What MLK Day Says about Your Company's Character
The climate of the 1960s bears an unfortunate resemblance to the state of our country today. We are dealing with issues of political and urban unrest, race baiting and gun legislation. We live in a polarized nation of red state vs. blue state, gay vs. straight, black vs. white and the haves vs. the have nots. Citizens in some states are even petitioning to secede from the nation. What is truly amazing and inspiring, however, is that someone would combat these issues not with a closed fist of hyper aggression and willful ignorance, but an open hand of love and understanding.
Inspired by the work of Ghandi, Martin Luther King, Jr. saw the answer to the ills of his fellow African-Americans not in force, but in love. Preaching non-violent resistance against a backdrop of extreme hate and violence, King influenced our country to guarantee the rights of all citizens.
In light of today’s issues, it is mind-boggling that many choose not to acknowledge his contribution to the welfare of our country. It took almost 20 years for all 50 states to observe the federal holiday. Even still, there are companies that refuse to celebrate his work.
And yes, we’re looking at you, corporate America.
Dr. King’s life work and ultimate sacrifice leading the civil rights movement has greatly influenced not only the rights of African-Americans, but women and other marginalized groups as well. As one of the greatest orators in history, he exposed truths about our country that many would rather not face, but in a way that made them empathetically take notice.
King marched with other African-Americans and worked hand-in-hand with people of all races, nationalities, sexual orientations and religions, recognizing our mutual need for love, respect and, of course, the hope of achieving the American Dream. His legacy has been recognized as part of our national heritage, reflecting America’s best ideals in justice, equality, democracy and human rights. If that doesn’t earn you the respect of your fellow man, I don’t know what will.
At a former company, I questioned my boss as to why we didn’t observe the Martin Luther King Jr. holiday. We were a large firm that emphasized diversity, our staff was 60 percent African-American, and we were located in Atlanta—the birthplace of MLK, the location of the King Monument, Ebenezer Church where he preached and Morehouse College where he attended school. His legacy could not be denied nor ignored. Shockingly, my boss wouldn't even hear me out. He said, of his employees:
“They have two floating holidays. They can take the day off if they want.”
What? Really? I was stunned.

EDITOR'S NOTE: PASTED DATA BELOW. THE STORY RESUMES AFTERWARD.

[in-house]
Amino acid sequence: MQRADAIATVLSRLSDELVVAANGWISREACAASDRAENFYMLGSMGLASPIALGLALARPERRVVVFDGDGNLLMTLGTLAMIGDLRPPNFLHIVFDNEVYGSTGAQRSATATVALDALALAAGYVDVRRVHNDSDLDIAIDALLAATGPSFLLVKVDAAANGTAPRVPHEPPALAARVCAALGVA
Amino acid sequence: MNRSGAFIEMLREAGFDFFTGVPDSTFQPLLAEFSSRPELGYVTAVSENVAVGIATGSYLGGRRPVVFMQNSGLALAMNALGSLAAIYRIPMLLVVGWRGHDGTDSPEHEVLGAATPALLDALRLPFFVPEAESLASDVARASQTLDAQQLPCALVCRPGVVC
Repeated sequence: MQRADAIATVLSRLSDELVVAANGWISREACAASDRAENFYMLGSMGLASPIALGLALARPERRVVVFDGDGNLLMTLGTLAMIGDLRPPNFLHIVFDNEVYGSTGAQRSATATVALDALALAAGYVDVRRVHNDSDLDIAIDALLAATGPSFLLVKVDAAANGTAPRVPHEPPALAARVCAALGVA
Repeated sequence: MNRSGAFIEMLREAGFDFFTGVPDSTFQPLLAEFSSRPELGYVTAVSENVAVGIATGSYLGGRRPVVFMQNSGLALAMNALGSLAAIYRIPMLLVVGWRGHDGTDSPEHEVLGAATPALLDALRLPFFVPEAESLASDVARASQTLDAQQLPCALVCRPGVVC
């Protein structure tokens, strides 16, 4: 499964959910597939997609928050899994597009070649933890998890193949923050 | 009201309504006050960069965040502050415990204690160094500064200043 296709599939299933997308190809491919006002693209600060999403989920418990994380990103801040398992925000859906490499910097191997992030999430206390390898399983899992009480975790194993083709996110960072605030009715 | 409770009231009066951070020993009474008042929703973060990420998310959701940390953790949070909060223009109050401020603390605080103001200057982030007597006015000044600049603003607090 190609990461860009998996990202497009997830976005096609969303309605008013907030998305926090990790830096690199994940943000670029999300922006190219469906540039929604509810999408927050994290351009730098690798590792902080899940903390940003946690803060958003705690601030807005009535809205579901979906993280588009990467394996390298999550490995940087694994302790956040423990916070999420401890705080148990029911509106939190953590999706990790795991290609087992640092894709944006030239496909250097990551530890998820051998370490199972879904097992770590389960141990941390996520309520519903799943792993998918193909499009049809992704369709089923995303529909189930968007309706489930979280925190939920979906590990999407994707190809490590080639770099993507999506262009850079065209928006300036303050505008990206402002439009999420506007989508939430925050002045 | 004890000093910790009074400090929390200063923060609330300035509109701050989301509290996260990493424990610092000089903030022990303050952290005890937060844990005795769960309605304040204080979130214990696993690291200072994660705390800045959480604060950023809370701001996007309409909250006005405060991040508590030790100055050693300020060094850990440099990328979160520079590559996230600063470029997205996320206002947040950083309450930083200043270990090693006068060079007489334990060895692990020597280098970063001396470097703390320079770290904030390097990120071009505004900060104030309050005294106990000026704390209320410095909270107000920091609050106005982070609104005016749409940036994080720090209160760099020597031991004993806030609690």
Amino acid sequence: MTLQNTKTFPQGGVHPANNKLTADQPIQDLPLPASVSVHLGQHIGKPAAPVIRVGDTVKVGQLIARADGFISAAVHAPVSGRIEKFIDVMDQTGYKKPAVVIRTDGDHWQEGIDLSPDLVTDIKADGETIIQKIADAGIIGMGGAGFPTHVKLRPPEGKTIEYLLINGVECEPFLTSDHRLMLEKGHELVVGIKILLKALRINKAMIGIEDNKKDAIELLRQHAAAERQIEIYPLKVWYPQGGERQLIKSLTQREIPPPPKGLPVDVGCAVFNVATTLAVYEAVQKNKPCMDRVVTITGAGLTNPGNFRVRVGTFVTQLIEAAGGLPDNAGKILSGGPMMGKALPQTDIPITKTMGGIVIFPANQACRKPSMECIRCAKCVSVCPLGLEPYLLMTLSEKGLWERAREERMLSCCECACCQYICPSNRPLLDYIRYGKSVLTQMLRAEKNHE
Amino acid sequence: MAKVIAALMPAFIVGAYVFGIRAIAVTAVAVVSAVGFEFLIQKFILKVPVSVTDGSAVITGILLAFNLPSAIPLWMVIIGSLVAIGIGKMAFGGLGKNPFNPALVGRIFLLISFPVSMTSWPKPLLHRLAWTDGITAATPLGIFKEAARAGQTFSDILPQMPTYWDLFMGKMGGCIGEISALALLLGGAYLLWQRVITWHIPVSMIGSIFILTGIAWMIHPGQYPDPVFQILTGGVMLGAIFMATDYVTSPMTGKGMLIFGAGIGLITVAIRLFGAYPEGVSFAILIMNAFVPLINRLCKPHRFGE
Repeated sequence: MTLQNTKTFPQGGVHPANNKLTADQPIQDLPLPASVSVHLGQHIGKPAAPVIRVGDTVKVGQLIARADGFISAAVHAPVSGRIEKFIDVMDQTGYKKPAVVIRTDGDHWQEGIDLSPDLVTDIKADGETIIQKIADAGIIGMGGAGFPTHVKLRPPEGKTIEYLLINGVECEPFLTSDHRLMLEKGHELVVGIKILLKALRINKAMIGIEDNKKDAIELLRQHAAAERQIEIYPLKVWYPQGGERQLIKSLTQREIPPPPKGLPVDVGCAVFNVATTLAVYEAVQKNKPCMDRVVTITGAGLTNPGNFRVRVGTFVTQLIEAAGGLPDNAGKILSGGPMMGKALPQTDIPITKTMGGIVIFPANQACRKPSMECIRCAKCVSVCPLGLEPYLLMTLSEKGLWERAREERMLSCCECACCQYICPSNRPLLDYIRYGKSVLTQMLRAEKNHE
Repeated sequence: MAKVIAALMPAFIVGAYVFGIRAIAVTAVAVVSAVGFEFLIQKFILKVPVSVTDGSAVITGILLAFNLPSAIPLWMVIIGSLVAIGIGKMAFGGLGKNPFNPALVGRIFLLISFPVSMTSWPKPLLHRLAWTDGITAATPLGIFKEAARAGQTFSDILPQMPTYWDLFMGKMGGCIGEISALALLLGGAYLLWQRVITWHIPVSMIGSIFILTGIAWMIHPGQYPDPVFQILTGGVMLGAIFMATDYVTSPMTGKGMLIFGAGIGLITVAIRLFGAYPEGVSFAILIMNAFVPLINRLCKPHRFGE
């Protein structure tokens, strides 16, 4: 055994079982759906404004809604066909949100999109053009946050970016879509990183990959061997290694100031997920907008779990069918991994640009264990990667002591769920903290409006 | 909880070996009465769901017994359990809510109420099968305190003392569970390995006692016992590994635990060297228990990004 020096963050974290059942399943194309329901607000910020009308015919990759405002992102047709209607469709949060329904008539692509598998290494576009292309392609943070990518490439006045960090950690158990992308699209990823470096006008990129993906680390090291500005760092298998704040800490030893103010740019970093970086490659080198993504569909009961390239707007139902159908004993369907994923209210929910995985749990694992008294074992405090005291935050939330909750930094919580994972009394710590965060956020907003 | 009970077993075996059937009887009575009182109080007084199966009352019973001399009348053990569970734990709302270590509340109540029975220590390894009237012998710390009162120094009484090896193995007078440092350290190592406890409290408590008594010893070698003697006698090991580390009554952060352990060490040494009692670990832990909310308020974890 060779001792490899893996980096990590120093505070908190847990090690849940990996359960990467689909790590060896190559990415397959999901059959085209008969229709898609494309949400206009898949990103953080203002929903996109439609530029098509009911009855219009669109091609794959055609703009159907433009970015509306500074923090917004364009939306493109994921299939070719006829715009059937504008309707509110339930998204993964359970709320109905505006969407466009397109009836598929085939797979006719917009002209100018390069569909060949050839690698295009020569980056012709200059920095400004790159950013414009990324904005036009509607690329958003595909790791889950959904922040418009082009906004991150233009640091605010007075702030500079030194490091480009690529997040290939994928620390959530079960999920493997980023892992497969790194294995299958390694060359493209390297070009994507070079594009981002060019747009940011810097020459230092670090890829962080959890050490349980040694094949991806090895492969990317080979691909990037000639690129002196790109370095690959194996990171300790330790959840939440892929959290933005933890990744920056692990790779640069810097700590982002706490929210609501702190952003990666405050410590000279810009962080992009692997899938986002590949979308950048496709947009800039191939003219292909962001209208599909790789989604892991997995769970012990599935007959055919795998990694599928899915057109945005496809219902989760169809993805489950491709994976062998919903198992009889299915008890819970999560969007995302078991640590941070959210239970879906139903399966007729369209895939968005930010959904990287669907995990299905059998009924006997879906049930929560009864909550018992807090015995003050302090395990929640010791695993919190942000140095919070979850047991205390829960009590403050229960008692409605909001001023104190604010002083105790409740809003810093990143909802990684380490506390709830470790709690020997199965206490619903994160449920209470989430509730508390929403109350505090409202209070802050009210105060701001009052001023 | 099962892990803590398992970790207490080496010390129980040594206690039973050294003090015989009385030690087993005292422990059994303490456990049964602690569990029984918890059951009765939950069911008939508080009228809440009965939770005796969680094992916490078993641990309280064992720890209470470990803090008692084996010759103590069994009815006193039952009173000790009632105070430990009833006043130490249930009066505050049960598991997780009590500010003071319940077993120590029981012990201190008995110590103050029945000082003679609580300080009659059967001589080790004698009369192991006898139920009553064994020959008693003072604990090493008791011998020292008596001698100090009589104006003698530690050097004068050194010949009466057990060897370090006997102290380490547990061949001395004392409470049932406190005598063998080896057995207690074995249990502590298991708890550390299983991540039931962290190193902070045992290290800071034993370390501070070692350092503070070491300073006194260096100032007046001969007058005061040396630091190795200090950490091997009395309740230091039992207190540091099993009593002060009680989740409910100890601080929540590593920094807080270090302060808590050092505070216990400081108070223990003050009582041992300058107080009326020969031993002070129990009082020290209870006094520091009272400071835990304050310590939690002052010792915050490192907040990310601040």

This same mentality can be observed in many corporate offices across the country. Despite all the talk of multiculturalism and tolerance, if you refuse to observe a holiday that acknowledges the man who, in no small part, has inspired your internal policies and culture—in addition to being one of the greatest Americans in history, among the great leaders, thinkers and heroes—then diversity is obviously not a priority at your company. It could be considered business as usual at best or passive racism at worst.
What is more mind-boggling are the reasons why companies refuse to celebrate the holiday. It makes sense that healthcare professionals continue caring for the sick and for law enforcement to keep our streets safe. And, let’s face it, retail organizations don’t even close for Thanksgiving anymore (but that’s another argument).
The most vocal reasons for not observing the holiday are the impact of taking another holiday on production and budgets as well as the fact that MLK wasn’t an elected official. I’m sure there are many other arguments that could be made against observing the holiday, but, by the same token, I’m sure they could all be summed up with one word: bullshit.
If a company remains open on MLK Day on claims of productivity, then shame on them. Studies show that overall productivity is largely unaffected by PTO within reason. And if we're not celebrating days that don't honor elected officials, then we need to take Labor Day off the calendar as well as the myriad other holidays that don't celebrate elected officials.
It’s a sad state of events that the only place you can truly escape the legacy of Dr. Martin Luther King, Jr. is in the workplaces of Americans on the day we're supposed to be celebrating it. Places where his efforts to improve the quality of life of his fellow Americans has opened doors of opportunity for all people, and has made our country a better place.
Only around 30 percent of all companies in the country observe Martin Luther King Day. By not recognizing the holiday, companies are not only sending a message that their diversity programs are just lip service, but they're are also missing an opportunity to practice goodwill. Companies such as Comcast, in addition to giving their employees the day off, also encourage their staff to use the day to volunteer at their favorite charities or for a good cause.
This year marks the 50th anniversary of Dr. King's monumental "I Have a Dream" speech. To the 70 percent of companies that don't honor the King Holiday, I challenge you to watch this video, then justify your decision.
Whether you end up working, have the day off or are performing a day of service, I encourage everyone to honor the man and the message.
As for the 70 percent of firms that don't honor MLK Day, I have a simple message for you. Shame on you.